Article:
Policing Local Histories: The Nigerian History Machine and the Production of Middle Belt Historiography


African Humanities Program Postdoctoral Fellowships


Department of History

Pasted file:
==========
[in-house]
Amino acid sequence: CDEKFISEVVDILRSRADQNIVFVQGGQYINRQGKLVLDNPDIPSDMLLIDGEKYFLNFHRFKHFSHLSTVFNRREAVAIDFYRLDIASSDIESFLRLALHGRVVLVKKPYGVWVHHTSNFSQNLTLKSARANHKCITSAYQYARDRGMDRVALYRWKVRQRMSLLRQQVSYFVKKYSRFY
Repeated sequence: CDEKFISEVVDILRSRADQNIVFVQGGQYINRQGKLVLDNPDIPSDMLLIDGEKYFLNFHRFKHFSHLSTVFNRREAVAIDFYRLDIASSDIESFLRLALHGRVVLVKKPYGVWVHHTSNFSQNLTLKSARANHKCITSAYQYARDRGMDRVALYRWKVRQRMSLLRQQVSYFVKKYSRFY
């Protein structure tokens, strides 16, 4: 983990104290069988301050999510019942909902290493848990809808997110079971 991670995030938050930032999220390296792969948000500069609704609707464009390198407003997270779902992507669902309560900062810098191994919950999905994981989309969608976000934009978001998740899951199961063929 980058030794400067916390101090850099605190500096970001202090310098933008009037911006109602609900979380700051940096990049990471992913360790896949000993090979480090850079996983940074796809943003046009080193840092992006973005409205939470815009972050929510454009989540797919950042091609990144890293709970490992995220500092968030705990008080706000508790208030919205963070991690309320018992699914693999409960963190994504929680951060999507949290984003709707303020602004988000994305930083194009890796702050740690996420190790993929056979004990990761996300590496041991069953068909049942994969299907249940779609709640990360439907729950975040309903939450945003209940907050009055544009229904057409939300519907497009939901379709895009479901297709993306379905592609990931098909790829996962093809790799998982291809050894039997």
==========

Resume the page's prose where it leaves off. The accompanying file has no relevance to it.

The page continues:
The proposed book project advances a new reading of the making of history in postcolonial Nigeria – conceived as a complex knowledge-policy regime encompassing the National Archives, National Universities Commission and the National Commission for Museums and Monuments. I see this as a “history machine” through which the Nigerian state regulates the discursive parameters of local histories outside the exclusive control of professional historians. Deploying archival and museum ethnography and in-depth interviews with policymakers, historians, archivists, archaeologists and publishers, the publication will reveal how the Nigerian history machine, initially designed to produce a national meta-narrative, broke down into a multitude of ethnic and regional counterdiscourses, animated by politics of marginality and resentment. The project focuses on the Middle Belt region where a group of local intelligentsia produces "dissident histories" to reassert the significance of ethnic minorities and reclaim their discursive agency against the hegemony of the Nigerian history machine.